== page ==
parochially


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Related to parochially: parochialist

pa·ro·chi·al

 (pə-rō′kē-əl)
adj.
1. Of, relating to, supported by, or located in a parish.
2. Of or relating to parochial schools.
3. Narrowly restricted in scope or outlook; provincial: parochial attitudes.

[Middle English, from Old French, from Late Latin parochiālis, from parochia, diocese; see parish.]

pa·ro′chi·al·ism n.
pa·ro′chi·al·ist n.
pa·ro′chi·al·ly adv.
ThesaurusAntonymsRelated WordsSynonymsLegend:
Adv.1.parochially - in a parochial manner; "parochially narrow in his outlook"
Translations

parochially

[pəˈrəʊkɪlɪ] adv (fig) (pej) → campanilisticamente
References in periodicals archive ?
The group, therefore, called on Deltans and beyond to ignore 'the parochially, selfishly and maliciously motivated publication.'
(This still, rather parochially, treated the nuclear family as the center of all cultures.) Anthropology hadn't covered itself in glory in the previous 50 years: Some of its biggest names, such as Earnest Hooton and Eugen Fischer, had gone all in on the "race science" that drove Nazism and eugenics.
As far as the mortals you teach, they're probably thinking too parochially.
This other category might encompass those respondents who identified more globally and less parochially with specific national identifications.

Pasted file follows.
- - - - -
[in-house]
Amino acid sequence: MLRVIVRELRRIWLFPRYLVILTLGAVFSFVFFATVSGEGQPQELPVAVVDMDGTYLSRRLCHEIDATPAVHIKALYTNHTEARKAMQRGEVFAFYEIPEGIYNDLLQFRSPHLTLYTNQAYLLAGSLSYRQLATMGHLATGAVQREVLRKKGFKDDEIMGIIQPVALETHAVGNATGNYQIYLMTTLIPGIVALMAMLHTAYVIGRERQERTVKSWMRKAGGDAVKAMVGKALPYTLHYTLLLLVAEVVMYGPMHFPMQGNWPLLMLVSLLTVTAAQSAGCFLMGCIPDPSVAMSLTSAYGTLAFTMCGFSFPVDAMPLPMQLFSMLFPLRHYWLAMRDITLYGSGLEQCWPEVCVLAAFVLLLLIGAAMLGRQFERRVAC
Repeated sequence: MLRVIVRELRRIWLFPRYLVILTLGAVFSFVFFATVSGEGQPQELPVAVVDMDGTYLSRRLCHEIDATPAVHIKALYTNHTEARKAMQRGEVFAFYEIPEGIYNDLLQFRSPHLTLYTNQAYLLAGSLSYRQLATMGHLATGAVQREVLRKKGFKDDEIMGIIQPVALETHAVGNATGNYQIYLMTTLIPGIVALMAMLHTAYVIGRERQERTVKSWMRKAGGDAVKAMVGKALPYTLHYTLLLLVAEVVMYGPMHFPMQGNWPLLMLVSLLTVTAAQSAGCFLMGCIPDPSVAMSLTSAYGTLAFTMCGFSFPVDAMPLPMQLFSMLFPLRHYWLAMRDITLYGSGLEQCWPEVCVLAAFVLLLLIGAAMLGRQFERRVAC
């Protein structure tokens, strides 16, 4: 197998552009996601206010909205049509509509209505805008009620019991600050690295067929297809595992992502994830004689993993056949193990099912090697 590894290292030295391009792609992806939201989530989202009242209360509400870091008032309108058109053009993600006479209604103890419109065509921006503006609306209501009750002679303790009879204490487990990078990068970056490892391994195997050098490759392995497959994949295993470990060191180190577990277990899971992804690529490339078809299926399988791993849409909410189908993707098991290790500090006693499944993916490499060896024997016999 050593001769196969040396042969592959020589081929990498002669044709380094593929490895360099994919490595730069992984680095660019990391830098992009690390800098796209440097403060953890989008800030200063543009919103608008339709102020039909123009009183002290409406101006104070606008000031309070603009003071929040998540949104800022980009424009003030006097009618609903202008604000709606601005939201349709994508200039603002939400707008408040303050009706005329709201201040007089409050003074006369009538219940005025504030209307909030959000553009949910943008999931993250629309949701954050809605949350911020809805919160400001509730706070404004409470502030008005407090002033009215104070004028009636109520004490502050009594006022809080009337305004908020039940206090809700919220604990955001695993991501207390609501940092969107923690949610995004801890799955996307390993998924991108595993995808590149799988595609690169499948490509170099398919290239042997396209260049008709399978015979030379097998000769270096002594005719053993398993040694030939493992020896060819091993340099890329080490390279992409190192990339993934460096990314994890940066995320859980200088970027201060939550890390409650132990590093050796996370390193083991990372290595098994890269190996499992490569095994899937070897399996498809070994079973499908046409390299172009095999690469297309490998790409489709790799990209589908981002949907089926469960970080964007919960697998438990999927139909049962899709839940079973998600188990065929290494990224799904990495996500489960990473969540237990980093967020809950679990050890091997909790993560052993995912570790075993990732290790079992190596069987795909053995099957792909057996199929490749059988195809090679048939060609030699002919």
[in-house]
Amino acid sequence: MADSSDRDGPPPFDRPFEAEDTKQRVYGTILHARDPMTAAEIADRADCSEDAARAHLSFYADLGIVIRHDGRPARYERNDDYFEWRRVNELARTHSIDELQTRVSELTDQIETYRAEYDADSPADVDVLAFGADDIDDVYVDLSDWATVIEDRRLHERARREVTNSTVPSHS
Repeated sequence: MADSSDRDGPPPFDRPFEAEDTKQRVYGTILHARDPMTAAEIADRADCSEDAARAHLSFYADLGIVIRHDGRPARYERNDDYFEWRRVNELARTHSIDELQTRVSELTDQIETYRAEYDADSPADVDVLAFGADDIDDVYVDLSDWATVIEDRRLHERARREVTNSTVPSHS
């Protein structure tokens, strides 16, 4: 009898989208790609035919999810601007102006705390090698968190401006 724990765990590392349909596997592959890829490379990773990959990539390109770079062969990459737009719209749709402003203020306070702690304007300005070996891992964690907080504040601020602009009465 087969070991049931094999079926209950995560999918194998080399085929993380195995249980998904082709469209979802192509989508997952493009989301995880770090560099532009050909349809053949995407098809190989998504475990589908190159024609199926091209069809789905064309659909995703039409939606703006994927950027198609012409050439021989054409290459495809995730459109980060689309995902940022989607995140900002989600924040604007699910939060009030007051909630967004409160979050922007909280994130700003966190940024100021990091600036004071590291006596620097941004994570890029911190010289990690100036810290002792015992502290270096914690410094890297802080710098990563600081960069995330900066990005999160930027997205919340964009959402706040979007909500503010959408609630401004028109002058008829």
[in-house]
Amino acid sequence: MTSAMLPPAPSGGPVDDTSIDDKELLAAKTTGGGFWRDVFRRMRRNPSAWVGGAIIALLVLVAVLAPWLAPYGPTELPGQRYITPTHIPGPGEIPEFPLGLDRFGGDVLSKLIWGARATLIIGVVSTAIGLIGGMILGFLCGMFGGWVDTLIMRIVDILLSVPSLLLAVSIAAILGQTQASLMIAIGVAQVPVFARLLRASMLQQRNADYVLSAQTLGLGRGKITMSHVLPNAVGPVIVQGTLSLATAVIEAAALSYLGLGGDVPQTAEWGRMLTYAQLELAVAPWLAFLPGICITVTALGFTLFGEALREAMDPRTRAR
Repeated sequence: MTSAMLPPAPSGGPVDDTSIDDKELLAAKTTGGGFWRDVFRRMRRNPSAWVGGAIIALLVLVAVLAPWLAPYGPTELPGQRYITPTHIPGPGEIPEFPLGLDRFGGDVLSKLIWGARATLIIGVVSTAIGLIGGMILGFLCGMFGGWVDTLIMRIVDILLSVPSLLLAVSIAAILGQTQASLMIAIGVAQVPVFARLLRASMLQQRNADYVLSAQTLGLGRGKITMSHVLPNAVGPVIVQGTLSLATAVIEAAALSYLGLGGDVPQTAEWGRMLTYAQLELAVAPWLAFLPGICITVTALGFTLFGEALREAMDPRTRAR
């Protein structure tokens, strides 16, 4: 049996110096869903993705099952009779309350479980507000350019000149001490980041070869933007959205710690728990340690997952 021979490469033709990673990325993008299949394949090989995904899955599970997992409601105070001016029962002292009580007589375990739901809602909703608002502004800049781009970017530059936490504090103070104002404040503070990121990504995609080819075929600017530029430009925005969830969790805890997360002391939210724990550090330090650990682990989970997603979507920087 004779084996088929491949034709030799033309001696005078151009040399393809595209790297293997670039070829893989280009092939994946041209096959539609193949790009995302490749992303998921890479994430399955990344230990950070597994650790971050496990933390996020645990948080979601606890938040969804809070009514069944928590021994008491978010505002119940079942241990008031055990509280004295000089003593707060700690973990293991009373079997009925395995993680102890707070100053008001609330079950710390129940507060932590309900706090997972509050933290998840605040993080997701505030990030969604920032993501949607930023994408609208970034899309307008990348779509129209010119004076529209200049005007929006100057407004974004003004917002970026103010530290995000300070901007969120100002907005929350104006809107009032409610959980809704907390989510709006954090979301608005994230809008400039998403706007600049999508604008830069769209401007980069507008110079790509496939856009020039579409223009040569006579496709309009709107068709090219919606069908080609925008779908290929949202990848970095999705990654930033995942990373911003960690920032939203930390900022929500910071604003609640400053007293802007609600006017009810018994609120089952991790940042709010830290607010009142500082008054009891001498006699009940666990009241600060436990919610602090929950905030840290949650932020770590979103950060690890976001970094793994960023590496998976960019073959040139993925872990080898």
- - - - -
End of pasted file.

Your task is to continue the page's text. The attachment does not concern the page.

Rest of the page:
beyond their boundaries and cannot be parochially confined to the
Unable to arrive at political accommodations for the greater good of the community they purport to serve, it is difficult to imagine a more parochially arrogant collective.
The Opposition won parochially but lost democratically.
As Ebeling puts it: "In the Biblical tradition, the Word of God has to be understood as a word-event which does not become obsolete, but constantly renews itself, does not seclude itself parochially, but opens up the world, and does not result in uniformization, but is language-creating (...), liberating us to our own present.
Even states that have historically faced a high rate of outmigration of skilled people can parochially benefit economically from improved schools because sufficient numbers of their own students will remain.
constructions of identity rooted parochially not only in the social movements that emerged there, but in the demographic projects of that nation-state that inform how "communities of struggle" have formed and understand their normative subjects in (anti-)segregationist terms.
Their books stand out because although they are targeted at mainstream audiences, they are not parochially Jewish.
The culture of the foreign service perhaps may be somewhat parochially Anglo-American.